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DIAGNOSTICS

Making Predictions by Digitizing Bioprocessing

Article | April 20, 2021

With advances in data analytics and machine learning, the move from descriptive and diagnostic analytics to predictive and prescriptive analytics and controls—allowing us to better forecast and understand what will happen and thus optimize process outcomes—is not only feasible but inevitable, according to Bonnie Shum, principal engineer, pharma technical innovation, technology & manufacturing sciences and technology at Genentech. “Well-trained artificial intelligence systems can help drive better decision making and how data is analyzed from drug discovery to process development and to manufacturing processes,” she says. Those advances, though, only really matter when they improve the lives of patients. That’s exactly what Shum expects. “The convergence of digital transformation and operational/processing changes will be critical for the facilities of the future and meeting the needs of our patients,” she continues. “Digital solutions may one day provide fully automated bioprocessing, eliminating manual intervention and enabling us to anticipate potential process deviations to prevent process failures, leading to real-time release and thus faster access for patients.” To turn Bioprocessing 4.0 into a production line for precision healthcare, real-time release and quickly manufacturing personalized medicines will be critical. Adding digitization and advanced analytics wherever possible will drive those improvements. In fact, many of these improvements, especially moving from descriptive to predictive bioprocessing, depend on more digitization.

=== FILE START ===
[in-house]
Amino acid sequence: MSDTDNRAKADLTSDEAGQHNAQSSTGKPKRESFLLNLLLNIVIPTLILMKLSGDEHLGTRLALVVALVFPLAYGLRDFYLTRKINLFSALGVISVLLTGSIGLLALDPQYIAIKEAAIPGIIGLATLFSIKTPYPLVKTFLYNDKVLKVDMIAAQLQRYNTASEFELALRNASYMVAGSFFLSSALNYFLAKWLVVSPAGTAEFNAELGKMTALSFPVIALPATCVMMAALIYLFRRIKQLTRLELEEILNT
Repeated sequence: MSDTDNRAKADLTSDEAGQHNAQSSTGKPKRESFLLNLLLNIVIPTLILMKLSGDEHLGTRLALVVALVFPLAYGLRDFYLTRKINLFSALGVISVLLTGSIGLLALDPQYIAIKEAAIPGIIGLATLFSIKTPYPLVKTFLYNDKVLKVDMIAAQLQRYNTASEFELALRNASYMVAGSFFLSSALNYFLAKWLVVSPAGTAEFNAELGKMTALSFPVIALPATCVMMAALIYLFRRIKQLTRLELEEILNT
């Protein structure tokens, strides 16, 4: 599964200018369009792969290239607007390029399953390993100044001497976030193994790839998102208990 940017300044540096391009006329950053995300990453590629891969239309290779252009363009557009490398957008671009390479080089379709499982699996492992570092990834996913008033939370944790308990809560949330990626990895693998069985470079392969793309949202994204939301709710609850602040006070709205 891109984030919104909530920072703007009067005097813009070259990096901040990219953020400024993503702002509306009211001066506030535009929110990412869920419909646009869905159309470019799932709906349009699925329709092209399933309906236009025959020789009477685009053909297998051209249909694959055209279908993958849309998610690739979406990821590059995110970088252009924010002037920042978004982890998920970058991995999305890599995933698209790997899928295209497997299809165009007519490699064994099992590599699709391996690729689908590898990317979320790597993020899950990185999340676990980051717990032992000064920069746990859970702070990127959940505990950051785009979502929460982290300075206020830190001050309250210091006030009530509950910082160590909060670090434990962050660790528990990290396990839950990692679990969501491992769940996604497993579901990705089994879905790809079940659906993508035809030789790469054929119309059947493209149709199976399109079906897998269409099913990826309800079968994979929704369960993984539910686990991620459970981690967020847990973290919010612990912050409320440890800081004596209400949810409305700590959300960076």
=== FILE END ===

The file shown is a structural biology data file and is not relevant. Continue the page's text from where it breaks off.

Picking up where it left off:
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5 Biotech Stocks Winning the Coronavirus Race

Article | April 13, 2020

There are quite a few companies that have found ways to grow their business during the ongoing COVID-19 pandemic. This is especially true for a number of biotechs now working on developing a potential treatment for, or vaccine against, the virus; shares of such companies have largely surged over the past couple of months. Although many of these treatments and vaccines are still have quite a way to go before they're widely available, it's still worth taking some time to look through what's going on in the COVID-19 space right now. Here are five biotech stocks that are leading the way when it comes to addressing COVID-19. Regeneron Pharmaceuticals (NASDAQ:REGN) wasn't among the initial wave of companies to announce a potential COVID-19 drug. However, investor excitement quickly sent shares surging when the company announced that its rheumatoid arthritis drug, Kevzara, could help treat COVID-19 patients.

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Spotlight

Fibrocell Science

Fibrocell is an autologous cell and gene therapy company translating personalized biologics into medical breakthroughs for diseases affecting the skin and connective tissue. Fibrocell’s most advanced product candidate, FCX-007, is the subject of a Phase 1/2 clinical trial for the treatment of recessive dystrophic epidermolysis bullosa (RDEB). Fibrocell is also developing FCX-013, the Company's product candidate for the treatment of moderate to severe localized scleroderma. Fibrocell’s gene-therapy portfolio is being developed in collaboration with Precigen, Inc., a wholly owned subsidiary of Intrexon Corporation (NYSE: XON), a leader in synthetic biology.